A family funeral
Not long ago, I attended a memorial for an aunt, my mother’s last remaining sibling. It took place where she’d lived for nearly 60 years, in Williamstown, a village up in the Berkshires of western Massachusetts, nestled up against the New York and Vermont state lines.
An undaunted and undauntable woman, my aunt had been widowed at a young age and raised four children – my cousins – on her own. She’d championed women’s rights for decades, and was nearly elected to the state legislature, which I guarantee you would never have been the same had she made it.
What struck me during the service in the picture-postcard 18th century, colonial-style church, was this: of her four children, two are straight, one gay, and the other lesbian. All four and their respective spouses, of course, had come.
Yes, spouses, because we were in largely liberated New England, where marriage between people of the same gender has become the norm. The women had married in Connecticut, the men in Massachusetts.
While certainly I – like many of you – have been to plenty of events where same-sex couples were acknowledged, there was something extraordinary about being there, where “Wanda and Bev” were, in every way, on equal footing with “Mark and Jean,” as “Peter and Rick” were with “Kevin and Laura.” In the slide show of my aunt’s life that looped during the reception, all the couples got equal billing.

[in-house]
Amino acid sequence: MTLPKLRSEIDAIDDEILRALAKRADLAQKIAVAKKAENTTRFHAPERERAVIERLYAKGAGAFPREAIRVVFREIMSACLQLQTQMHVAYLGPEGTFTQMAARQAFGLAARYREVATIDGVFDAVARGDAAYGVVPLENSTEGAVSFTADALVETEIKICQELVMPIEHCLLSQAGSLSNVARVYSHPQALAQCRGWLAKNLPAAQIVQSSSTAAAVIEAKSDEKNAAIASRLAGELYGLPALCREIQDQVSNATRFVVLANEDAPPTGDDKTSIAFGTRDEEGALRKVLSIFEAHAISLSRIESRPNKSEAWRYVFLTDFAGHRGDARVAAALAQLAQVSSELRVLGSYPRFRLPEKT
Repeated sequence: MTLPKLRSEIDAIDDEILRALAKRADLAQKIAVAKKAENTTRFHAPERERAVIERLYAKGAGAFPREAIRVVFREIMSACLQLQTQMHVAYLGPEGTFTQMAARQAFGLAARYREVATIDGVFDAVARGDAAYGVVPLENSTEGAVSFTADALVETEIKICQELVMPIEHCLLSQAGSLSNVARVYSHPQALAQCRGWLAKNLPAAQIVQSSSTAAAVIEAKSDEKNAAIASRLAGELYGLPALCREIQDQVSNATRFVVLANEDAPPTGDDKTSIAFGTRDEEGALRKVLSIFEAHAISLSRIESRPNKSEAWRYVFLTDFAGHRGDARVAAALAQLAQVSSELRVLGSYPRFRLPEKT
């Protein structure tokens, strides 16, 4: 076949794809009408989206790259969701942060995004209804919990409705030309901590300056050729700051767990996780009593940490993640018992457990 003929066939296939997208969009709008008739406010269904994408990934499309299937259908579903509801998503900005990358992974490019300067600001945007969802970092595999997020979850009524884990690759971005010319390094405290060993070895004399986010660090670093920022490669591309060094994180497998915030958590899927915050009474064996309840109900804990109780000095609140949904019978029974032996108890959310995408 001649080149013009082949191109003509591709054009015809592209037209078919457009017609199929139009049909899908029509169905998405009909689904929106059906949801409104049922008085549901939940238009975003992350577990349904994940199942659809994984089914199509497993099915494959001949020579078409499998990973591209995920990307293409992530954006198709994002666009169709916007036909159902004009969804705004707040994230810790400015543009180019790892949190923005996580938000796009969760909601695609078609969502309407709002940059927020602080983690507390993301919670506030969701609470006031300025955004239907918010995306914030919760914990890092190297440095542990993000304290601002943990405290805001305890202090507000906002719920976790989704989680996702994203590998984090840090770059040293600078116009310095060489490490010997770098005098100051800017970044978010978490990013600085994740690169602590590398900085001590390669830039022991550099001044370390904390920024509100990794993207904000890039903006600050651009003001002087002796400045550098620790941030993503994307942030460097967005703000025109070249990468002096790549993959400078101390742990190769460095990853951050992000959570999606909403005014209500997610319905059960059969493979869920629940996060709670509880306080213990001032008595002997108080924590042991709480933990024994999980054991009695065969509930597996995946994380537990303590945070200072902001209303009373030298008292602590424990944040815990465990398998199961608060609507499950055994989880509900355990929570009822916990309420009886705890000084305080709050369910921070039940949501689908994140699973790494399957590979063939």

It was the most natural thing in the world. Which, of course, is how it should be everywhere for everyone all the time.
But we know it’s not. In much of the country, the same-sex couples not only wouldn’t be married, but would be compelled – to avoid controversy, at the least – to keep their single most important relationship quiet, concealed, out of sight. And marriage? Still all but unthinkable in far too many places.
At the same time, there’s much to be encouraged about. With the exceptions of Maine and Rhode Island, New England has full marriage equality. As does D.C. As does Iowa. New York, of course, brought us all a stunning and important victory this past summer, doubling overnight the number of people with access to full marriage rights. The Perry case challenging Proposition 8 still hangs before the U.S. Court of Appeals, with a favorable outcome entirely possible. And this year we’re likely to see attempts – winnable attempts – to roll back marriage bans in Maine and possibly Washington state as well.
Unfortunately, we also have to play defense in places where the other side sees an opportunity to roll back what we’ve won, or pass anti-marriage-equality constitutional marriage bans in even more states. New Hampshire faces a possible threat of repeal of marriage equality, while Minnesota and North Carolina will have to beat back attempts to put anti-marriage clauses in their state constitutions.
It all makes for an incredibly complex and shifting field of play. And it’s one where more and more places will look like nearly-liberated New England, New York, and Iowa. And this country will become – in time – a place where more and more of us can be who we are, with whom we want, be that for a wedding, a family vacation, or even a funeral.
Thank you to each of you for your contributions that help bring this day closer all the time.